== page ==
Intel AMT story, continued

A little bit more (warning: a few of these are related to Intel ME hardware, not Intel AMT firmware):

Rumor has it that OpenAMT can also be used for AMT detection:

AMT advisory from ASUS:

Is Intel’s Management Engine Broken?


Intel AMT story, continued

Intel AMT chip bug suspected backdoor, but likely coding error
[…]Some researchers accused the vulnerability of being a backdoor. Tatu Ylonen, the inventor of the Secure Shell protocol told SC Media Charlie Demerjan, the researcher who spotted the flaw, claims to have been in discussions over bug with Intel for years urging them t to fix it. “If his claim is true (I have no reason to doubt it but have no independent evidence), then it begins to sound very much like a backdoor,” Demerjan said. “I mean, if someone knows their product has a vulnerability that undermines the security of pretty much every enterprise server in the world and most security tools, wouldn’t they want to disclose it to the government, one of their biggest customers?”[…]

[…]What is clear, however, is that this flaw (which has existed for more than 9 years) truly is somewhere between nightmarish and apocalyptic. Taking no action is not an option.

Intel ME: based on Minix?

“[…]In addition, when we looked inside the decompressed vfs module, we encountered the strings “FS: bogus child for forking” and “FS: forking on top of in-use child,” which clearly originate from Minix3 code. It would seem that ME 11 is based on the MINIX 3 OS developed by Andrew Tanenbaum :)[…]”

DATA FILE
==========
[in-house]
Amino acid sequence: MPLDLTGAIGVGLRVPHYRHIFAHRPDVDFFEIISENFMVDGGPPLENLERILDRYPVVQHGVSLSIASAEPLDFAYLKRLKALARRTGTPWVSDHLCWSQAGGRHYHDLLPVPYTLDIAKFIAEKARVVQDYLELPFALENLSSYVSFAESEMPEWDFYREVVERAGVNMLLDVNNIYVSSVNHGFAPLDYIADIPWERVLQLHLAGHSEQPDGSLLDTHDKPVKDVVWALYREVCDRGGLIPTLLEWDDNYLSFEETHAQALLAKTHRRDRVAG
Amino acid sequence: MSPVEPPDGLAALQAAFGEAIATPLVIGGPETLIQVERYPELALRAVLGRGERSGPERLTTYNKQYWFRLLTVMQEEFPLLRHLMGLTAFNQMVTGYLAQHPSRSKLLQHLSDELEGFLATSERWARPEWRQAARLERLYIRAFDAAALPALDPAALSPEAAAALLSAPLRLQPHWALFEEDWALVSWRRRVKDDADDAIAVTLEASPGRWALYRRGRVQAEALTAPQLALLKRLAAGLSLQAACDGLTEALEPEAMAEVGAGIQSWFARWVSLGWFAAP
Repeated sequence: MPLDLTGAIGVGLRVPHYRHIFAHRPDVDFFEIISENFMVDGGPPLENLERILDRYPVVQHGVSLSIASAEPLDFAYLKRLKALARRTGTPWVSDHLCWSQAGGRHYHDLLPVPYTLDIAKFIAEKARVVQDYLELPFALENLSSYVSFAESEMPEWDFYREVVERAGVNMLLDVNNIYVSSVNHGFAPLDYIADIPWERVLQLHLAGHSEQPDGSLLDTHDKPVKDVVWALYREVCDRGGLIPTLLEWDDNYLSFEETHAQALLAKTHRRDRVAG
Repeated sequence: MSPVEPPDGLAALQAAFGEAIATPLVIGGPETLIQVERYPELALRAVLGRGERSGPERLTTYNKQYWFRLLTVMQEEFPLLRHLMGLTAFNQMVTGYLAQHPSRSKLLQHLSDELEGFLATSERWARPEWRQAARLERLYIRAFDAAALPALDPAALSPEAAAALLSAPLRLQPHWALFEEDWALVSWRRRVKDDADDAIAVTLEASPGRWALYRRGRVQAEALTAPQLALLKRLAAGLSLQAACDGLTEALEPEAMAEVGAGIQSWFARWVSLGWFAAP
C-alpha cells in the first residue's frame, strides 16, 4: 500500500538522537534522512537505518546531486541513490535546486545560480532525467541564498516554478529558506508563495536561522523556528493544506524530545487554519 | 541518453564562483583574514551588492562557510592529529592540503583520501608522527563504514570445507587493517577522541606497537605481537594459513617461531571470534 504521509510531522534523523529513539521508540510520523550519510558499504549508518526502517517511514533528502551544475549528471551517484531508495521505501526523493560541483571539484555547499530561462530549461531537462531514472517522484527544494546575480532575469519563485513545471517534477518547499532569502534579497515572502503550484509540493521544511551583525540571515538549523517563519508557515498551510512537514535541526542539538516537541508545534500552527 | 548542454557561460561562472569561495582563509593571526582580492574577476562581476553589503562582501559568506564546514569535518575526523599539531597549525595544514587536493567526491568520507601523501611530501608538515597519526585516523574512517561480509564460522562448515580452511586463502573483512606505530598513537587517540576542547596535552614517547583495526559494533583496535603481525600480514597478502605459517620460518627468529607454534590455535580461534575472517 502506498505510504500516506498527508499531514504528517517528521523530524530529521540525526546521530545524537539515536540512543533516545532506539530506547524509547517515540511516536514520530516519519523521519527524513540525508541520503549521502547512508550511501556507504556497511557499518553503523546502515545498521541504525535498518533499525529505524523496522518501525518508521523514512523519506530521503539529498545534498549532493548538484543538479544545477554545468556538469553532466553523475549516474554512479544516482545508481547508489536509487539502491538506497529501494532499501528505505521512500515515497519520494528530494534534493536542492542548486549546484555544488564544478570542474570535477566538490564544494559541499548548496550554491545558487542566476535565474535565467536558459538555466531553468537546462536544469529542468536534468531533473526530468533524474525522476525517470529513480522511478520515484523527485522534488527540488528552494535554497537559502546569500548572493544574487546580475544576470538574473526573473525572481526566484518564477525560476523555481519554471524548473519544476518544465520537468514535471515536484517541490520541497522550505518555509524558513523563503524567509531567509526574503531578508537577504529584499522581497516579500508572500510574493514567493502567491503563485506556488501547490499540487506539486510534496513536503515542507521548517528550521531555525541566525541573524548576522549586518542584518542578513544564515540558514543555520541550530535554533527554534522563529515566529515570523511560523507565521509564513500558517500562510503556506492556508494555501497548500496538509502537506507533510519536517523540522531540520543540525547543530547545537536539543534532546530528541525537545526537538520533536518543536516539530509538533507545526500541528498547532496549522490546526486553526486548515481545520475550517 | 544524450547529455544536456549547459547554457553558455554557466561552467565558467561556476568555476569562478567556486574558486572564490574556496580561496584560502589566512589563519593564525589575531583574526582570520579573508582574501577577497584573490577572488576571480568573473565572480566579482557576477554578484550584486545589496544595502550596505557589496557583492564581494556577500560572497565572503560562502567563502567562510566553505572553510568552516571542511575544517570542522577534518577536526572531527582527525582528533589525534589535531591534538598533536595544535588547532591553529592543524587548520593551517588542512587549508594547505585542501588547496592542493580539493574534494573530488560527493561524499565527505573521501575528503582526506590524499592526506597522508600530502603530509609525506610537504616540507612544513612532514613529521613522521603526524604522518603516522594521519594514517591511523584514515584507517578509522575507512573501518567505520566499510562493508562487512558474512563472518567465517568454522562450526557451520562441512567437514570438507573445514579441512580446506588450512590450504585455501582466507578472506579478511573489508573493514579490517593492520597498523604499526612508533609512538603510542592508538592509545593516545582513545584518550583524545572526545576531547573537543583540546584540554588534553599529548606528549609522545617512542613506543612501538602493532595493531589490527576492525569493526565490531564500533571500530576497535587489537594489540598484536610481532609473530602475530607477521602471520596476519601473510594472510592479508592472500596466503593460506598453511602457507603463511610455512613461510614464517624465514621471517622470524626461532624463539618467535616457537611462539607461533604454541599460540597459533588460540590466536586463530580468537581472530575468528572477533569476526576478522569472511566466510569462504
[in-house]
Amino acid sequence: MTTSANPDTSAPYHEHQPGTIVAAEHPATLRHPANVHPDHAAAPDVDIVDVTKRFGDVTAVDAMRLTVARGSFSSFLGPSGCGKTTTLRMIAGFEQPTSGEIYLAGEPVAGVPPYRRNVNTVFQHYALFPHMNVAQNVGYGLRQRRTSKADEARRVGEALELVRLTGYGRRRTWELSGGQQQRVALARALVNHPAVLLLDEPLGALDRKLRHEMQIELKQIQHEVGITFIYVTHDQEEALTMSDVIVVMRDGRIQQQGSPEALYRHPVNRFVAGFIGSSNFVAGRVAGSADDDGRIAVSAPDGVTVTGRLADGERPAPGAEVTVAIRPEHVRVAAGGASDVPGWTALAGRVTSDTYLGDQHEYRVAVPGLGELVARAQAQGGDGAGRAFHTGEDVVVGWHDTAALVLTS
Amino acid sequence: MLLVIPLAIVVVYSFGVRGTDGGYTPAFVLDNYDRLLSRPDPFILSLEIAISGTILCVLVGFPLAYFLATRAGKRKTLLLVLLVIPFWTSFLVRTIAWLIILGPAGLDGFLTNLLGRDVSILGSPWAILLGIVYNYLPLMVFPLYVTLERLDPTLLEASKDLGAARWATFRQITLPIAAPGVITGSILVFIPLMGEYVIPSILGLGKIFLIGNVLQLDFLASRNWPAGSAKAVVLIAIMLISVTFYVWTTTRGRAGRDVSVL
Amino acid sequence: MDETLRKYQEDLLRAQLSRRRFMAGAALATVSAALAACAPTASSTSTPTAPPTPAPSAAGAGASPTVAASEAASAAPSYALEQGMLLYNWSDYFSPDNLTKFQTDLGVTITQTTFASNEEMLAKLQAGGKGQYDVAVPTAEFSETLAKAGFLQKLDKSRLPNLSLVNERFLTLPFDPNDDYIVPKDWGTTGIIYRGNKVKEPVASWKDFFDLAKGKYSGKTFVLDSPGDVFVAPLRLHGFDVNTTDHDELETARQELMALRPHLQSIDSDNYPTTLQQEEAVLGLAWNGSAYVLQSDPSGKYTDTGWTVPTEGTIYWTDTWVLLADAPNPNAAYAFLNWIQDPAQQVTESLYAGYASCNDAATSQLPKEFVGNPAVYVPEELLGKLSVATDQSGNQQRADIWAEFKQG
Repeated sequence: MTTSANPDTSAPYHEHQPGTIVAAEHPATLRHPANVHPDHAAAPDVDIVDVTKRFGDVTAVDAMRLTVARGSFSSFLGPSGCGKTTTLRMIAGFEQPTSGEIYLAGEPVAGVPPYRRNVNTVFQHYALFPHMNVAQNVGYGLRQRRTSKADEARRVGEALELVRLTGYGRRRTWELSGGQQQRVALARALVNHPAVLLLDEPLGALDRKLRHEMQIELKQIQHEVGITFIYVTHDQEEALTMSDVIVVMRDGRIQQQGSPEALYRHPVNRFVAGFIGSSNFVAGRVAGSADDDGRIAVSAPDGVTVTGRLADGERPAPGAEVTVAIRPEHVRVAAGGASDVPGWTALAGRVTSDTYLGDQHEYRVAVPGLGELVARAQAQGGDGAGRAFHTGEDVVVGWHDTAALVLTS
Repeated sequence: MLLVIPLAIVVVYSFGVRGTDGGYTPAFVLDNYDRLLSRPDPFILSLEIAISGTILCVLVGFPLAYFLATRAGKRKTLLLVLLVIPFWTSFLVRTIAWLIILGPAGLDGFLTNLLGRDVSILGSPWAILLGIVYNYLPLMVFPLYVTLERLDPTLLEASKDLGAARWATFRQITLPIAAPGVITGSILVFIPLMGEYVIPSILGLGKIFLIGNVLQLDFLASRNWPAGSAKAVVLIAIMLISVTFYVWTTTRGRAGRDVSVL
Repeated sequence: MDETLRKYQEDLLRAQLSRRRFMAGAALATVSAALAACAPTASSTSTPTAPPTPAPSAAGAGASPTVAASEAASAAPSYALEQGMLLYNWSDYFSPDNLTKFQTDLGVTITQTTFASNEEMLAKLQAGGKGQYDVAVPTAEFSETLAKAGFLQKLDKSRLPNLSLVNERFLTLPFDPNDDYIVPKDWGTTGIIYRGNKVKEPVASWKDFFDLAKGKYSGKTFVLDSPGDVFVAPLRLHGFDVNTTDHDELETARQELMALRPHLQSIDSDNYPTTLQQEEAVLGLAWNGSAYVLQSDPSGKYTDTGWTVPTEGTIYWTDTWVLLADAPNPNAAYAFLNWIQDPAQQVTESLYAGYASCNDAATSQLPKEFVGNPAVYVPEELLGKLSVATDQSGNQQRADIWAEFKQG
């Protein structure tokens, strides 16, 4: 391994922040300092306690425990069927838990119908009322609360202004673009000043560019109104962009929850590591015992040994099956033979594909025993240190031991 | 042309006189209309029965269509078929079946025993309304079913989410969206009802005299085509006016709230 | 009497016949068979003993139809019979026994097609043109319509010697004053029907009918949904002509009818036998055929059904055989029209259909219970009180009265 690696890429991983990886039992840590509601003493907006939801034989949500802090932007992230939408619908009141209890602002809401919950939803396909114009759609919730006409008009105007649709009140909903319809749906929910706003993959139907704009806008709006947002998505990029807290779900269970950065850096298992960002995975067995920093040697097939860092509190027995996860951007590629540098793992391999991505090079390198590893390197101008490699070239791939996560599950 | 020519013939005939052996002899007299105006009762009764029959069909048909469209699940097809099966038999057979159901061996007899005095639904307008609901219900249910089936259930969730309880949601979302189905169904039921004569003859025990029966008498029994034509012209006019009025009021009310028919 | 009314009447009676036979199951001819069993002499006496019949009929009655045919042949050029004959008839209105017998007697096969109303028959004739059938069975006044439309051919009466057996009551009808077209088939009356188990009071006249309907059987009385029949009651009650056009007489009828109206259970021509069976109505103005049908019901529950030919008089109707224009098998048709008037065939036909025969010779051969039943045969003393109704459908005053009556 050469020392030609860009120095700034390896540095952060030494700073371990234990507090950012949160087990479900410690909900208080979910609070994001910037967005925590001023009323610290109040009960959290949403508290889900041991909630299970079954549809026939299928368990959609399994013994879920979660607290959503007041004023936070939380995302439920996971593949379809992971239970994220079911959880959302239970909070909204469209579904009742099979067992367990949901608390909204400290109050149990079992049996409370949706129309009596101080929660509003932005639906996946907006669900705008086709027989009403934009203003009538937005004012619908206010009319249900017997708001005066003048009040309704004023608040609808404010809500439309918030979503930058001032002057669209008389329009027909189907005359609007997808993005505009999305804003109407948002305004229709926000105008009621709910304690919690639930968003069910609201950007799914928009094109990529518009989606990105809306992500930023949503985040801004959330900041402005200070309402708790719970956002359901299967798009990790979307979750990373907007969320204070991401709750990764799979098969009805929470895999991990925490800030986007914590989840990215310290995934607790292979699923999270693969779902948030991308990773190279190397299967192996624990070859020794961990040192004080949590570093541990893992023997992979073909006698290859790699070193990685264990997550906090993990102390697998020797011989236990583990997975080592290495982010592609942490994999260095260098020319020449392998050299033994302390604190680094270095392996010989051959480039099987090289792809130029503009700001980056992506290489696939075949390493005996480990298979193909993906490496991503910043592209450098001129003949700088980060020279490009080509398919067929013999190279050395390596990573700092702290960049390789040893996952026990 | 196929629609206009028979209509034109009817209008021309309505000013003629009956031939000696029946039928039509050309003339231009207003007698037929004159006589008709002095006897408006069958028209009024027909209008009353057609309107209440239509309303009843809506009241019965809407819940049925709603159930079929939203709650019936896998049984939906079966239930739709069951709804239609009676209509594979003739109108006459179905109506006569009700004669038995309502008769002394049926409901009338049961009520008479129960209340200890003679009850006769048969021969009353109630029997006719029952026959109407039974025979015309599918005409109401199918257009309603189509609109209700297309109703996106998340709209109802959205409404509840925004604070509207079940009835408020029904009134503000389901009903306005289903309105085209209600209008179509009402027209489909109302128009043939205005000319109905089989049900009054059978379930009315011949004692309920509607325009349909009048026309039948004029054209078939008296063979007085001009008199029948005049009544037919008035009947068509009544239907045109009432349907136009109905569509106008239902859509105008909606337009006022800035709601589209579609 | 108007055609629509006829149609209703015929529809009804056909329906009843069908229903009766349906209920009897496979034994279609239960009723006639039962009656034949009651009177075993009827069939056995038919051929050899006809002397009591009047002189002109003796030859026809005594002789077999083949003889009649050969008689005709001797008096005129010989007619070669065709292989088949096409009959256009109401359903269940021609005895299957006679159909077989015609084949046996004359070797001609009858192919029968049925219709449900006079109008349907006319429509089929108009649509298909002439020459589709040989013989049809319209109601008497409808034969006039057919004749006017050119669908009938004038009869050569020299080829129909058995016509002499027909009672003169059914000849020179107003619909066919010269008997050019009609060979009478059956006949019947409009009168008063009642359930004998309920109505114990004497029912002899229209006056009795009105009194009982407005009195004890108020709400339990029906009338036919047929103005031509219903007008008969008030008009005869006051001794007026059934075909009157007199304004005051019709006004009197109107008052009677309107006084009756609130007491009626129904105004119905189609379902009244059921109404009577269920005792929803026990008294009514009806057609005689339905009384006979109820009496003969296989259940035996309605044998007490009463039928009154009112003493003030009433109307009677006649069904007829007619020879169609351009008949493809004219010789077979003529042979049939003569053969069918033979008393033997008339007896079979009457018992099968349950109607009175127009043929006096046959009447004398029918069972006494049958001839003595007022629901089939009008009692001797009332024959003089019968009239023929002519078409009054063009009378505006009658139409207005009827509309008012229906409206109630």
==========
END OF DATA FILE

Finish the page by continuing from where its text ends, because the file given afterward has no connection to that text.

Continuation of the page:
Intel AMT story, continued

Click to access Silent-Bob-is-Silent.pdf

more on Intel AMT news

Intel AMT remotely exploitable since 2008?

Remote security exploit in all 2008+ Intel platforms
Nehalem through Kaby all remotely and locally hackable
May 1, 2017 by Charlie Demerjian
Every Intel platform from Nehalem to Kaby Lake has a remotely exploitable security hole. SemiAccurate has been begging Intel to fix this issue for literally years and it looks like they finally listened. The short version is that every Intel platform with AMT, ISM, and SBT from Nehalem in 2008 to Kaby Lake in 2017 has a remotely exploitable security hole in the ME (Management Engine) not CPU firmware. If this isn’t scary enough news, even if your machine doesn’t have SMT, ISM, or SBT provisioned, it is still vulnerable, just not over the network. For the moment. From what SemiAccurate gathers, there is literally no Intel box made in the last 9+ years that isn’t at risk. This is somewhere between nightmarish and apocalyptic.[…]